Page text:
VOUT = 40mV x 150mm = 0.04 x 150 = ±6 Volts
b). VOUT with 120mm of core displacement
If a core displacement of 150mm produces an output of 6 volts, then a movement of 120mm produces:
c). Core position when VOUT = 3.75 volts
d). Voltage change from +80mm to -80mm displacement
Thus the output voltage changes from +3.2 volts to -3.2 volts as the core moves from +80mm to -80mm respectively.
Displacement transducers come in many lengths and sizes for measuring a few millimeters to ones that can measure long strokes. But while LVDT’s are able to measure linear movement in a straight line, there is a variation of the LVDT which can measure angular movement called the Rotary Variable Differential Transformer or RVDT.
Rotary Variable Differential Transformer
Potentiometer-based transducers are easy and simple to use but resistive potentiometers suffer from mechanical wear due to contact between the sliding wiper and its resistive track as well as producing electrical noise as the wiper slides along and bounces over the resistive track. Rotary variable differential transformers operate on the same basic principle as the previous LVDT, except that a rotary ferromagnetic core is used.
Here the transformers core is not straight, but forms part of a circle (the same as for toroidal transformers) which allows the sensor to measure the angular displacement of the attached object. The ferromagnetic moveable core of the RVDT couples with the secondary coils based on its angular position, thus allowing for the measurement of angular displacement.
The electrical operation of an RVDT is exactly the same as for the linear version in that it is based on altering the mutual inductance coupling between primary and secondary coils. The primary coil is still driven by an AC excitation current (typically in the kilo-hertz, kHz range), which induces an AC current in each of the series-opposing secondary coils. The movable ferromagnetic core rotates instead of slides within the body.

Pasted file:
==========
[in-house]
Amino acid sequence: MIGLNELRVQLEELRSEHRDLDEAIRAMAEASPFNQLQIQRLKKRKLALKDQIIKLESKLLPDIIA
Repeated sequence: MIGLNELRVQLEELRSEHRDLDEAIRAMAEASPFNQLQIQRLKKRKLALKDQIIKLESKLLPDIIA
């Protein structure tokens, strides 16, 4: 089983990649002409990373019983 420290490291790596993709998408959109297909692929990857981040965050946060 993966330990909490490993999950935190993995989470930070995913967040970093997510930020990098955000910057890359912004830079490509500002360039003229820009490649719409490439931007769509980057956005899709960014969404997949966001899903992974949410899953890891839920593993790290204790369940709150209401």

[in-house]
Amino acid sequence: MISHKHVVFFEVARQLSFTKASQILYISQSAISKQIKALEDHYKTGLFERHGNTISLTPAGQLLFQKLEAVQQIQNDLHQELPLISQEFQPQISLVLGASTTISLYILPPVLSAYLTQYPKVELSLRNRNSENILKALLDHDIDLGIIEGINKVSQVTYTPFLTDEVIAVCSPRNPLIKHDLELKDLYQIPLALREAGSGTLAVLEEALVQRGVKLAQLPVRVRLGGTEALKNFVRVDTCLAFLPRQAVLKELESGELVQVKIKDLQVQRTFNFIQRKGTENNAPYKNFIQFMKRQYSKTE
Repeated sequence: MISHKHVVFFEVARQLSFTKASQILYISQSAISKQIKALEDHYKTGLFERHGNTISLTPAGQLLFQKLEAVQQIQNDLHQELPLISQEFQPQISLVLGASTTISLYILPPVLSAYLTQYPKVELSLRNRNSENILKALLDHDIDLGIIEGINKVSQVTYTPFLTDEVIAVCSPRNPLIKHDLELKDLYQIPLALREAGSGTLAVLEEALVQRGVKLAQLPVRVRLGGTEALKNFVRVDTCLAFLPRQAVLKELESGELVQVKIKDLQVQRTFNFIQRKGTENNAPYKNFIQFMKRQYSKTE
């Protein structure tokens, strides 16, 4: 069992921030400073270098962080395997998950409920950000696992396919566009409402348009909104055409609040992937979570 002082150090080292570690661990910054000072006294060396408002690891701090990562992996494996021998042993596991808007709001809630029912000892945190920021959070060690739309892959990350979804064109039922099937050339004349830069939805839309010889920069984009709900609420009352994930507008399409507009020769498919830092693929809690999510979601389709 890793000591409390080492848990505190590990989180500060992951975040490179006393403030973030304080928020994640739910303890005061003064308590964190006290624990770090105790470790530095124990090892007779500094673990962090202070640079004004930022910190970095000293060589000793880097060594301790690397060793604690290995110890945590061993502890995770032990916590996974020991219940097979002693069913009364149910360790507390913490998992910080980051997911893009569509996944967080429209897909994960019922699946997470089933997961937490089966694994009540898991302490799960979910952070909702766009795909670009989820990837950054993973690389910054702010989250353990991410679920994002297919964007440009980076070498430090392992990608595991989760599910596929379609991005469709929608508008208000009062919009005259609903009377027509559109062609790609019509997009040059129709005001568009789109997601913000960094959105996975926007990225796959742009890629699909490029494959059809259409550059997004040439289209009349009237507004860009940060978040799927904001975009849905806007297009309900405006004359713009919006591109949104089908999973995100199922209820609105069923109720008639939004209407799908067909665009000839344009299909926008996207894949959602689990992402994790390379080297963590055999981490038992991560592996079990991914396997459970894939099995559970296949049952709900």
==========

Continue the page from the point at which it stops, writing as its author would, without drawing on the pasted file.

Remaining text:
One of the main disadvantages of the rotary variable differential transformer is that it can only operate over a relatively narrow range of angular rotation. Although in theory they are capable of continuous rotation and speed measurement, typical RVDT’s output is only truely linear over a range of about ±60o or less from their zero null position (0o) due mainly to limitations in the magnetc coupling. Beyond this the output signal starts to become nonlinear and less useful. Also their sensitivity is much smaller that their linear cousins producing about 2 to 5mV per degree of rotation.
Linear Variable Differential Transformer Summary
We have seen in this tutorial about the linear variable differential transformer that the LVDT is a positional sensor used to measure small linear (straight-line) displacements from a few millimters to many hundreds of millimeters. The LVDT has no direct sliding mechanical contact or moving parts to wear out, thus making it virtually friction free, offering a greater electrical performance and life-span compared to the resistive linear potentiometer type displacement sensor.
The LVDT consists of a transformer with a single primary winding and two secondary windings which are electrically out-of-phase from each other by 180o. The LVDT also consists of a movable core. When the core is at its central position, the voltages induced in the two secondary windings are equal and opposite giving zero output signal. As the core moves away from its center position, the induced voltage in one half secondary winding will be greater than the other, giving a signal whose amplitude is proportional to the amount of linear displacement and whose phase represents the direction of travel. Thus the LVDT produces a differential voltage output that varies linearly with the cores position with the phase angle of the output voltage changing by 180o as the core is moved from one side of the null position to the other.
If the measured displacement of the internal core of an LVDT is changed from a linear movement to rotary or angular movement, then the device becomes a rotary variable differential transformer (RVDT). However, the output signal of an RVDT is truely linear over a relatively small range of angular rotation and is not suitable for measuring a full 360o of rotation.